As a department chair, I could pick up my kids at 4:45 p.m. each day, put them to bed at 8, and then neglect my husband while I spend the next 2 to 3 hours catching up on more chair duties or grading. Occasionally, I do do this, but I try to make it once a week and not the rule.
Don’t manage your time; manage your priorities, and make one of the top priorities taking care of yourself.
I’m not sure where you are on your academic path, but as a freshly graduated Ph.D., I am excited as I start a job as an Assistant Professor this year. It means I get to learn how to create my life schedule amongst a bunch of newness: new city, new home, new church, new university, new community (including new coffee shops!), new university, new colleagues, new students, and honestly, a new me.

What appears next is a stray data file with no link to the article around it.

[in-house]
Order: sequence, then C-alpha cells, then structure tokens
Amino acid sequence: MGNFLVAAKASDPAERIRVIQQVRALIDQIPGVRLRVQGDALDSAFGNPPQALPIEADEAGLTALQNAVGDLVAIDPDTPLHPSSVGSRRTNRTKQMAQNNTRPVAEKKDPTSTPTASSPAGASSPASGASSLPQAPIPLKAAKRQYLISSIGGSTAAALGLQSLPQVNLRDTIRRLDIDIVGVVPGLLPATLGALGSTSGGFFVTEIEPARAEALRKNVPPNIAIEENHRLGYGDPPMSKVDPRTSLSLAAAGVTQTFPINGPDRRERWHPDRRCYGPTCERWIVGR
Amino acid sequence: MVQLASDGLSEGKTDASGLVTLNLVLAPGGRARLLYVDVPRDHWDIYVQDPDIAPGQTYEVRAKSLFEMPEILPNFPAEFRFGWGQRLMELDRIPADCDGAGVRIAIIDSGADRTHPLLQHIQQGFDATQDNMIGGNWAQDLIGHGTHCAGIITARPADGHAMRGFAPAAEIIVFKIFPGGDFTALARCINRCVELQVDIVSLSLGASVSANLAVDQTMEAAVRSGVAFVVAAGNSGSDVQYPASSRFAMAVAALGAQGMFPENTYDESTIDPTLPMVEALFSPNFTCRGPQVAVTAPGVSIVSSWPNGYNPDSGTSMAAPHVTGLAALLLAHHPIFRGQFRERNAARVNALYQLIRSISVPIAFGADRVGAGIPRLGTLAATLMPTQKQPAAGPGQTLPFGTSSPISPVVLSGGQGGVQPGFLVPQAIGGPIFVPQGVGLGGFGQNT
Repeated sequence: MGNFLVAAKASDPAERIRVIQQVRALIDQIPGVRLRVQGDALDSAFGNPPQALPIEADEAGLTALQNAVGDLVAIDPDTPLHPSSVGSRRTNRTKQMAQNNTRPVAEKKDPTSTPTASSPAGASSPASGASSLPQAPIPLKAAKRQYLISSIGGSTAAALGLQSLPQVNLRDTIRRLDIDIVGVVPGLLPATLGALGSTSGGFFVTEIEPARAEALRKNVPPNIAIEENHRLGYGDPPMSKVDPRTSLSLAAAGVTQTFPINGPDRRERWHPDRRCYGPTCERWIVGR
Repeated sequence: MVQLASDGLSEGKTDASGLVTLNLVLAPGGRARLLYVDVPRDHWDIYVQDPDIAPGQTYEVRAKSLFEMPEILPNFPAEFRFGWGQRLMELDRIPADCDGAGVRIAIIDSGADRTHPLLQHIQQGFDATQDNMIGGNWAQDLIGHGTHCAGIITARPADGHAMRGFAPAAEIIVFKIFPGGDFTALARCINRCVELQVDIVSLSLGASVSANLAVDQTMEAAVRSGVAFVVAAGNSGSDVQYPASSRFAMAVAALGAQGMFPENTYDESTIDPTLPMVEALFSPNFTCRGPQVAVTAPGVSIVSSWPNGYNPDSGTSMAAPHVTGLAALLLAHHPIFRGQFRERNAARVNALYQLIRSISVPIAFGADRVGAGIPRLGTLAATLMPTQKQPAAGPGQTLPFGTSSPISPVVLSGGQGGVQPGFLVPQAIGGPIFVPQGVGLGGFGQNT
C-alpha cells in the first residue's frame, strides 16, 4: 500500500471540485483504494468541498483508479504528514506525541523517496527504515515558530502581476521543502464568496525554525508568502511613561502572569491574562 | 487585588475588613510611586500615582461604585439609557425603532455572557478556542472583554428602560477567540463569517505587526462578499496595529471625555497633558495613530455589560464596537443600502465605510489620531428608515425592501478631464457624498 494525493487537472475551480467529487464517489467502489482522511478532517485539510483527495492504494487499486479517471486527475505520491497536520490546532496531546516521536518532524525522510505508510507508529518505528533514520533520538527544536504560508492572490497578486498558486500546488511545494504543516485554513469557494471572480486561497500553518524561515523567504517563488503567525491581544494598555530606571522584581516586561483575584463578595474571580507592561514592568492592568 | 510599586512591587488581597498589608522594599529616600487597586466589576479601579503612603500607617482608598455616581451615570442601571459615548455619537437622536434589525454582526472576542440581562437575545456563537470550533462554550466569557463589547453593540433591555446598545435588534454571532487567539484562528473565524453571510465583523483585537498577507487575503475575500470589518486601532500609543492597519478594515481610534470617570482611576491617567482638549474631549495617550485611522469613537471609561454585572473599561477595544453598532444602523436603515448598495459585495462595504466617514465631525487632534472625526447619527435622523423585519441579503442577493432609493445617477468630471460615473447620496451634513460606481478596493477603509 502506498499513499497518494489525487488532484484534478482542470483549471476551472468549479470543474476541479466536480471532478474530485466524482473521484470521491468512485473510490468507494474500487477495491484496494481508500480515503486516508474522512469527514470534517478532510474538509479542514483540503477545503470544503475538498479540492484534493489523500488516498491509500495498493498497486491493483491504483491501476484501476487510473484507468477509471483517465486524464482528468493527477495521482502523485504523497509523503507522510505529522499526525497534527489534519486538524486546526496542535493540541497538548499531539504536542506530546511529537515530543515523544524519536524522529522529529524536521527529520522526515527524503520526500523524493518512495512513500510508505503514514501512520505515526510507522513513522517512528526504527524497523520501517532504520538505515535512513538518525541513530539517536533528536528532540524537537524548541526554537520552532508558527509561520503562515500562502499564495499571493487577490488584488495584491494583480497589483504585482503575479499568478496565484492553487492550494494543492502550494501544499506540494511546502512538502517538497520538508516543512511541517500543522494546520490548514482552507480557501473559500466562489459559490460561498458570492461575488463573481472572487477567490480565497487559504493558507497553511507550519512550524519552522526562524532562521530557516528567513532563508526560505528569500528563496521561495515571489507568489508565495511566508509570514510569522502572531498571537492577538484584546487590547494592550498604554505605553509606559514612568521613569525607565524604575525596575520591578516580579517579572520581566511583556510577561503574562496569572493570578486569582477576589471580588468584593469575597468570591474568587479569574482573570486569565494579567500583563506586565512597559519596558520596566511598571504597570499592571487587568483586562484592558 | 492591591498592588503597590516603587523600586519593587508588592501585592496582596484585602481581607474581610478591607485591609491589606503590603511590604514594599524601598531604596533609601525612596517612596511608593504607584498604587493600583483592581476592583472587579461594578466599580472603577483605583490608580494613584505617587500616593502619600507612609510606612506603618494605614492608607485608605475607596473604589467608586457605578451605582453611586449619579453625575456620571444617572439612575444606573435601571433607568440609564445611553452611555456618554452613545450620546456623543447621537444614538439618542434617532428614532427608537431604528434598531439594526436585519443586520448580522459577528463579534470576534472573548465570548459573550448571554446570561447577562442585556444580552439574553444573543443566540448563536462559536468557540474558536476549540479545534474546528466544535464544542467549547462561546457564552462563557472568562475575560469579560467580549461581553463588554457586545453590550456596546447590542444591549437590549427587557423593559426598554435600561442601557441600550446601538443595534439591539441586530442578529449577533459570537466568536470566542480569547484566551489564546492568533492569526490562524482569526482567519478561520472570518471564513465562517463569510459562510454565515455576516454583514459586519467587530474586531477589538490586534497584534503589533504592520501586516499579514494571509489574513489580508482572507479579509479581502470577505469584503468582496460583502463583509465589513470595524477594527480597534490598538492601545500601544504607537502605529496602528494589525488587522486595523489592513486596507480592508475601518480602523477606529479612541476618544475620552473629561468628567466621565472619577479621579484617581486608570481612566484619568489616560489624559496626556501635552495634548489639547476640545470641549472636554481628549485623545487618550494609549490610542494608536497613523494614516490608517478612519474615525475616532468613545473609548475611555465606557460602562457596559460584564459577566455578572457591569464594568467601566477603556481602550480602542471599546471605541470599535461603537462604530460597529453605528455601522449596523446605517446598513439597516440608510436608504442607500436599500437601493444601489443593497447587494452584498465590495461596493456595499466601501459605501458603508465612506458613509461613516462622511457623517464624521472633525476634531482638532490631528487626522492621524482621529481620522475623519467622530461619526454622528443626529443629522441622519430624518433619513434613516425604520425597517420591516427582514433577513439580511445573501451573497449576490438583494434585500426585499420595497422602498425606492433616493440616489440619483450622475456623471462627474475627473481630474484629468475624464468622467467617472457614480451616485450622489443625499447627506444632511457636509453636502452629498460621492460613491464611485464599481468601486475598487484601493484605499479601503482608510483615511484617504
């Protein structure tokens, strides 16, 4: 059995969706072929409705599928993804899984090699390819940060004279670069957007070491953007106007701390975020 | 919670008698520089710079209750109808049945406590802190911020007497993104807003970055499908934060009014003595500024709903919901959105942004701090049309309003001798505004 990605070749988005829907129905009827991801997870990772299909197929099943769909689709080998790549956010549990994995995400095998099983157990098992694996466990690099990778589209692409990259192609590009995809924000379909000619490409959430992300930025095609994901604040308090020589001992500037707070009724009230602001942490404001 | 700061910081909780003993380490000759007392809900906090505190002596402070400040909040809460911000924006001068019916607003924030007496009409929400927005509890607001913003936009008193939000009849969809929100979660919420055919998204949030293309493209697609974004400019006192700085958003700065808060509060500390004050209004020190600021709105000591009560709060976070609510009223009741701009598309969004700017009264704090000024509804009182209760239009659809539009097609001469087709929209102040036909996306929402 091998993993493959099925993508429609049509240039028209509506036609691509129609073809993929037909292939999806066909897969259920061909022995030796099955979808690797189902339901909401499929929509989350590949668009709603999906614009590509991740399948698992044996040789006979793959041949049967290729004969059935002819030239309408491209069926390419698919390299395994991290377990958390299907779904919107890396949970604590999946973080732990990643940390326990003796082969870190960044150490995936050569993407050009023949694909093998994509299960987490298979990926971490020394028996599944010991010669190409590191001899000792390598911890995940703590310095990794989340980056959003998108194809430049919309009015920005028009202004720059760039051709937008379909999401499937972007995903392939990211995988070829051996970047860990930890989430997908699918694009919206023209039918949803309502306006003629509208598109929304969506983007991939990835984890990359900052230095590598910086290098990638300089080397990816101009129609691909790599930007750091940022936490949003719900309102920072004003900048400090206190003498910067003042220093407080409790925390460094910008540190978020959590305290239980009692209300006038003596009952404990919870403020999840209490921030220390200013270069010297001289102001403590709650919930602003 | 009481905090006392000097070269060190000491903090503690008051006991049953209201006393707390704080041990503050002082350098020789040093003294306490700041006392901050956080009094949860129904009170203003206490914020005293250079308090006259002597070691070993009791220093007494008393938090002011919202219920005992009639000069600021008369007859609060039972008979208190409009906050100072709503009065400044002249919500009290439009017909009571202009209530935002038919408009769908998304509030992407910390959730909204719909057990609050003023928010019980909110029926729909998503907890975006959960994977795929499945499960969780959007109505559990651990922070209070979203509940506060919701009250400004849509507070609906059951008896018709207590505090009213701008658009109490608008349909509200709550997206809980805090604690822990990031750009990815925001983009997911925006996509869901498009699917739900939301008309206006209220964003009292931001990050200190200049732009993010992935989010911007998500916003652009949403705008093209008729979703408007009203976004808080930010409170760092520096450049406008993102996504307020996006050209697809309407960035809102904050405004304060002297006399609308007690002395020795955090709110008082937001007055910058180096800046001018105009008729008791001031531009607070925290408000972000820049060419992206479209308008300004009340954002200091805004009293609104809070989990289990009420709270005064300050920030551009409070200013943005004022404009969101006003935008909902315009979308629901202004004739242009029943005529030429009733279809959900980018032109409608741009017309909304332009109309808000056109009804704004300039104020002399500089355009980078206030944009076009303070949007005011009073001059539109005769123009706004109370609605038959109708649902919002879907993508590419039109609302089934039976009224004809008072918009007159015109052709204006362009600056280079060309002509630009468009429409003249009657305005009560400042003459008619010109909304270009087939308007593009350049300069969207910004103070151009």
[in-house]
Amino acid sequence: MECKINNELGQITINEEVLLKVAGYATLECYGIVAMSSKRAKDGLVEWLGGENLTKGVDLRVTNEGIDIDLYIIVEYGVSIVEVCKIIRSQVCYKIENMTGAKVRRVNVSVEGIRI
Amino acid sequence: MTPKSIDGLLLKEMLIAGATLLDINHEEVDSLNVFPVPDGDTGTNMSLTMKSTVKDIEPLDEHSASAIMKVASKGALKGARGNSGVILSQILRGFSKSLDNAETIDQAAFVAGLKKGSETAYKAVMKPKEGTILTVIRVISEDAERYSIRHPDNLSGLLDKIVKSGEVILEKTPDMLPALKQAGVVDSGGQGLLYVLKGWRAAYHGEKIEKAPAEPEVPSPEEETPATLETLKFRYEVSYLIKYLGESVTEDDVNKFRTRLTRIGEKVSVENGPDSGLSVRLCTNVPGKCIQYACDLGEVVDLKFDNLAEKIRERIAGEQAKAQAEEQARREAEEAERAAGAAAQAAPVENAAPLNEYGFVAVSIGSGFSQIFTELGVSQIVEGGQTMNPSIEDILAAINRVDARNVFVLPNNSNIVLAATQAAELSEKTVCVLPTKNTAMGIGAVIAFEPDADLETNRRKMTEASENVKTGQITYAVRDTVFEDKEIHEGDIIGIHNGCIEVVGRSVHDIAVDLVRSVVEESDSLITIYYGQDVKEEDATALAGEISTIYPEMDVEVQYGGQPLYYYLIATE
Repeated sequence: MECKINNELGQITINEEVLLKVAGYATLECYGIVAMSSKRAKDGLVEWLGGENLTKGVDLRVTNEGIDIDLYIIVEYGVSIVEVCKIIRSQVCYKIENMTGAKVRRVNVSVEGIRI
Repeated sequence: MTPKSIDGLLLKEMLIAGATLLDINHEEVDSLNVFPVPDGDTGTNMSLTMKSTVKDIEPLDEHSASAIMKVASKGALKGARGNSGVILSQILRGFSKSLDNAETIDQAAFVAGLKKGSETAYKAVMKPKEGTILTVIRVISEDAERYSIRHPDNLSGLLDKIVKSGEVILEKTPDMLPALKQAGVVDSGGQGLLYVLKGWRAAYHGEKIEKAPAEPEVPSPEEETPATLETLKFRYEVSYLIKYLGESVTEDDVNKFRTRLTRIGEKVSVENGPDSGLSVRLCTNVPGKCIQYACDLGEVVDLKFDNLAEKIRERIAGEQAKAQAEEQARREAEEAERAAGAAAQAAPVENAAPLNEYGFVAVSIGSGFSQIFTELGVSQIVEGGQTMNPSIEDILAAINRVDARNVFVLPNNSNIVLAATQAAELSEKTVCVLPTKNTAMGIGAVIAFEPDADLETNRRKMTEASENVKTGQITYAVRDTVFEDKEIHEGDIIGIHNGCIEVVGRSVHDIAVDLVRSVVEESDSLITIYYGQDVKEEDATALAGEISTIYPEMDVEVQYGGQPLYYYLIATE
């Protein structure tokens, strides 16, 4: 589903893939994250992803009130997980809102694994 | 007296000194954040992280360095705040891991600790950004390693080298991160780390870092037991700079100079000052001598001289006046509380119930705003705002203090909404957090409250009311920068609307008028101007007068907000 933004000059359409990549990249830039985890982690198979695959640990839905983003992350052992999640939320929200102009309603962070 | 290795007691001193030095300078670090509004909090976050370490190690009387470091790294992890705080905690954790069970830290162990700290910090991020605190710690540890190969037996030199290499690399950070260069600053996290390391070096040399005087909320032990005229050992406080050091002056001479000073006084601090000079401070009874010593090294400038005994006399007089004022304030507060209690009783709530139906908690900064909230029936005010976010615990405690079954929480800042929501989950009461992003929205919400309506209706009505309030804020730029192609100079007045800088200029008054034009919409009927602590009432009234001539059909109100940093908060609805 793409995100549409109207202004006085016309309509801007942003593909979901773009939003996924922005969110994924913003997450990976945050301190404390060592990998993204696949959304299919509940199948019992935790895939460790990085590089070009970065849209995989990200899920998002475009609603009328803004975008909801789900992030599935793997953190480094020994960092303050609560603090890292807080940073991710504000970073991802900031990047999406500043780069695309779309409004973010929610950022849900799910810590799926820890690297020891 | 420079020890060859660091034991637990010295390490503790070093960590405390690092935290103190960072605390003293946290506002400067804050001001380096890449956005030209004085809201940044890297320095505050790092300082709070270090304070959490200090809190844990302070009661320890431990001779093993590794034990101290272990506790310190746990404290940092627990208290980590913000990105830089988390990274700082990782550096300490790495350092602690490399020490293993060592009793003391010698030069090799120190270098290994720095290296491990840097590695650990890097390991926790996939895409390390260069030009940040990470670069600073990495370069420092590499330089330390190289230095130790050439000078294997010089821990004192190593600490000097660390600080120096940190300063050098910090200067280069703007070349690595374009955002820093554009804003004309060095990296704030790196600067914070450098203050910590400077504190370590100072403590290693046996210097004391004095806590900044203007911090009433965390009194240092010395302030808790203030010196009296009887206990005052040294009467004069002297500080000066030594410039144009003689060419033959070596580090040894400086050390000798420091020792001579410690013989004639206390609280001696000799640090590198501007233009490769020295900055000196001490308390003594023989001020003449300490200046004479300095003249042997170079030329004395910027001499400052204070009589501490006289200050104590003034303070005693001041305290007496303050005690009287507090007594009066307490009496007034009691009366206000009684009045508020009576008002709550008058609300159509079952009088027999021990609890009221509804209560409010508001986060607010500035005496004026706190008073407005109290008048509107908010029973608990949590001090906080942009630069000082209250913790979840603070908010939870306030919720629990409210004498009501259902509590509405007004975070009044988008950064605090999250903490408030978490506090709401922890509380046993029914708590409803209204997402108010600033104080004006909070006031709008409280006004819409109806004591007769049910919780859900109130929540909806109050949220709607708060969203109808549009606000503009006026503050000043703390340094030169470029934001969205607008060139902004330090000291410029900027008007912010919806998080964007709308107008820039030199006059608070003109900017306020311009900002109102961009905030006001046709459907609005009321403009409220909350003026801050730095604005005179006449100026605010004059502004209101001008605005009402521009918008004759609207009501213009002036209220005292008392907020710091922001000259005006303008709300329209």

Recently, I read an intriguing proposal addressing precisely this tension in describing God as both engaged with and separate from his creation.
This week, we’ll have what may be the last opportunity in our lifetimes to experience the intersection of Good Friday and the feast of the Annunciation. We invite you to read Kevin Birth’s thoughtful exploration of this calendrical coincidence below, and to consider meditating on John Donne’s poetic exploration of the same coincidence tomorrow, on Good Friday itself.